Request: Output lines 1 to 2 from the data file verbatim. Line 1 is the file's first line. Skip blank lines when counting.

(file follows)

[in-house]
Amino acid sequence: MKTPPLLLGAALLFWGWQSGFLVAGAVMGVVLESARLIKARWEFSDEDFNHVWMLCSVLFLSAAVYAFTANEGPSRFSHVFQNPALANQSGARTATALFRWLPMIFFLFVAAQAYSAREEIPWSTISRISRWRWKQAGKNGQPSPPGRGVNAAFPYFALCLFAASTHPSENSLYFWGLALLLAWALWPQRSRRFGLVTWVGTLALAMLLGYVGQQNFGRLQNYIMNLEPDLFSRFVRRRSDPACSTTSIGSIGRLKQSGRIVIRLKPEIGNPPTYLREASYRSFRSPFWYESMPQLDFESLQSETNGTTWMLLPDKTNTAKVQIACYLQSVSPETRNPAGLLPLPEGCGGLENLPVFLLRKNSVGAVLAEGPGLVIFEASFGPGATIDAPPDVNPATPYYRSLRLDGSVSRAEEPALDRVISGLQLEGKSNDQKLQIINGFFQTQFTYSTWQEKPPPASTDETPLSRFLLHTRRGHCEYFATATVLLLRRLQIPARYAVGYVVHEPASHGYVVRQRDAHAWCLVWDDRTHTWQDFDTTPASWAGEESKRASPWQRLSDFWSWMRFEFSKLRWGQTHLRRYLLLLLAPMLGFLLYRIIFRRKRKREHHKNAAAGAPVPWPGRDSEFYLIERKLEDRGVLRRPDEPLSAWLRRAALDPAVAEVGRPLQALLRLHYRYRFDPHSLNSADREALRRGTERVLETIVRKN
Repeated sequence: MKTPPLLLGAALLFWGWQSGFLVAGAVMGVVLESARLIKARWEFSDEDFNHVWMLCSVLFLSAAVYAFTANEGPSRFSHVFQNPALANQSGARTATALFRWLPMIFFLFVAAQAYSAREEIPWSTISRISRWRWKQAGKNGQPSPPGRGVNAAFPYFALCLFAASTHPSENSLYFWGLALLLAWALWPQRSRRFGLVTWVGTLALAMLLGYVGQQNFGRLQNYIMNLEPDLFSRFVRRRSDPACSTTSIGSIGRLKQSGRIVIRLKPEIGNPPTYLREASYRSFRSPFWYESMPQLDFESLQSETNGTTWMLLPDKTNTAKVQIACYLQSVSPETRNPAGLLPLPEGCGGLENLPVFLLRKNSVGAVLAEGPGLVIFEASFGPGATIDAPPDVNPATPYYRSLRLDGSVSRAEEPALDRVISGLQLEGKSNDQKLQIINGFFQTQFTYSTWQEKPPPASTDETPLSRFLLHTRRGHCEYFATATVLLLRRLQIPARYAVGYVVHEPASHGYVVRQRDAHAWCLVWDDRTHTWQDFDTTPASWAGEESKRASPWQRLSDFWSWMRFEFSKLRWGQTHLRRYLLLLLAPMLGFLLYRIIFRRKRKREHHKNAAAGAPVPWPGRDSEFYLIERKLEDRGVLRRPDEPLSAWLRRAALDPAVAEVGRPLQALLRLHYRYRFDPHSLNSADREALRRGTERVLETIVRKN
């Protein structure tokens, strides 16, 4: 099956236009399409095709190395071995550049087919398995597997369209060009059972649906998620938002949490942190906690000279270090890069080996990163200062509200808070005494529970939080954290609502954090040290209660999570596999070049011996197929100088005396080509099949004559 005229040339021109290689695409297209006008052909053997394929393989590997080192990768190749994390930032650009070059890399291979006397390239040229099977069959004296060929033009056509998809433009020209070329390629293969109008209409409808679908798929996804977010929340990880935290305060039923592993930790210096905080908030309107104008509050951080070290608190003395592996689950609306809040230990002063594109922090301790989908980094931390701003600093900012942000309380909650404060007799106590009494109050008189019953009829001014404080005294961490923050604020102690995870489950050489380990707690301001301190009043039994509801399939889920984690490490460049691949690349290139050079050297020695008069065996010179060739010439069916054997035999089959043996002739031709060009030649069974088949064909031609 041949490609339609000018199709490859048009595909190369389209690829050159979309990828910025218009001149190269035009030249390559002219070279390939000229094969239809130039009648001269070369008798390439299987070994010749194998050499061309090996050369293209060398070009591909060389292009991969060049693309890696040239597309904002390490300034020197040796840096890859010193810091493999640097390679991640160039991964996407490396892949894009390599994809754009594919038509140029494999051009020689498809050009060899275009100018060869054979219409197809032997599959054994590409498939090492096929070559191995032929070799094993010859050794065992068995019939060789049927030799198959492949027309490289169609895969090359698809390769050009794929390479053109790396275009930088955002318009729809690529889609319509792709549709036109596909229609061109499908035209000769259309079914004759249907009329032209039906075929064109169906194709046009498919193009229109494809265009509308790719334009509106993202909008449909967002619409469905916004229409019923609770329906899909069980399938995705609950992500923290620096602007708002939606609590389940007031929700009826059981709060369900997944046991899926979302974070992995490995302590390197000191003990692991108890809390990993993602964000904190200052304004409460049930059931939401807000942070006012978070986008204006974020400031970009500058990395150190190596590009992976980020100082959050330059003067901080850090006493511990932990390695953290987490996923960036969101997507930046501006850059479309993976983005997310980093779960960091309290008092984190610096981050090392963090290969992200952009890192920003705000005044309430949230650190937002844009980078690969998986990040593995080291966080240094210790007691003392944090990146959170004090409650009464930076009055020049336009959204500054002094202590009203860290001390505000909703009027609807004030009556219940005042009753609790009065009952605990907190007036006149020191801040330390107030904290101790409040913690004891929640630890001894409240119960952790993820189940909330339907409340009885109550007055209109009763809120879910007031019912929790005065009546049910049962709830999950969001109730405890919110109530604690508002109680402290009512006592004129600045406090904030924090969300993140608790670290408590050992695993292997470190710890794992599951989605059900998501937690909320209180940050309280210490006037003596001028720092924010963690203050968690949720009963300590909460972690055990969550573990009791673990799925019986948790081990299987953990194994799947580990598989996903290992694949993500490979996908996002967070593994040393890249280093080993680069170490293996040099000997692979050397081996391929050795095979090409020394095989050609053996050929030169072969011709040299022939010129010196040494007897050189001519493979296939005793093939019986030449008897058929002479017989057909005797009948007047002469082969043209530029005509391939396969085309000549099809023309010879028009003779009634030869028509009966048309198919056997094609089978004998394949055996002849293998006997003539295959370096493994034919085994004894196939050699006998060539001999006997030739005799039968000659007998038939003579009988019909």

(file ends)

[in-house]
Amino acid sequence: MKTPPLLLGAALLFWGWQSGFLVAGAVMGVVLESARLIKARWEFSDEDFNHVWMLCSVLFLSAAVYAFTANEGPSRFSHVFQNPALANQSGARTATALFRWLPMIFFLFVAAQAYSAREEIPWSTISRISRWRWKQAGKNGQPSPPGRGVNAAFPYFALCLFAASTHPSENSLYFWGLALLLAWALWPQRSRRFGLVTWVGTLALAMLLGYVGQQNFGRLQNYIMNLEPDLFSRFVRRRSDPACSTTSIGSIGRLKQSGRIVIRLKPEIGNPPTYLREASYRSFRSPFWYESMPQLDFESLQSETNGTTWMLLPDKTNTAKVQIACYLQSVSPETRNPAGLLPLPEGCGGLENLPVFLLRKNSVGAVLAEGPGLVIFEASFGPGATIDAPPDVNPATPYYRSLRLDGSVSRAEEPALDRVISGLQLEGKSNDQKLQIINGFFQTQFTYSTWQEKPPPASTDETPLSRFLLHTRRGHCEYFATATVLLLRRLQIPARYAVGYVVHEPASHGYVVRQRDAHAWCLVWDDRTHTWQDFDTTPASWAGEESKRASPWQRLSDFWSWMRFEFSKLRWGQTHLRRYLLLLLAPMLGFLLYRIIFRRKRKREHHKNAAAGAPVPWPGRDSEFYLIERKLEDRGVLRRPDEPLSAWLRRAALDPAVAEVGRPLQALLRLHYRYRFDPHSLNSADREALRRGTERVLETIVRKN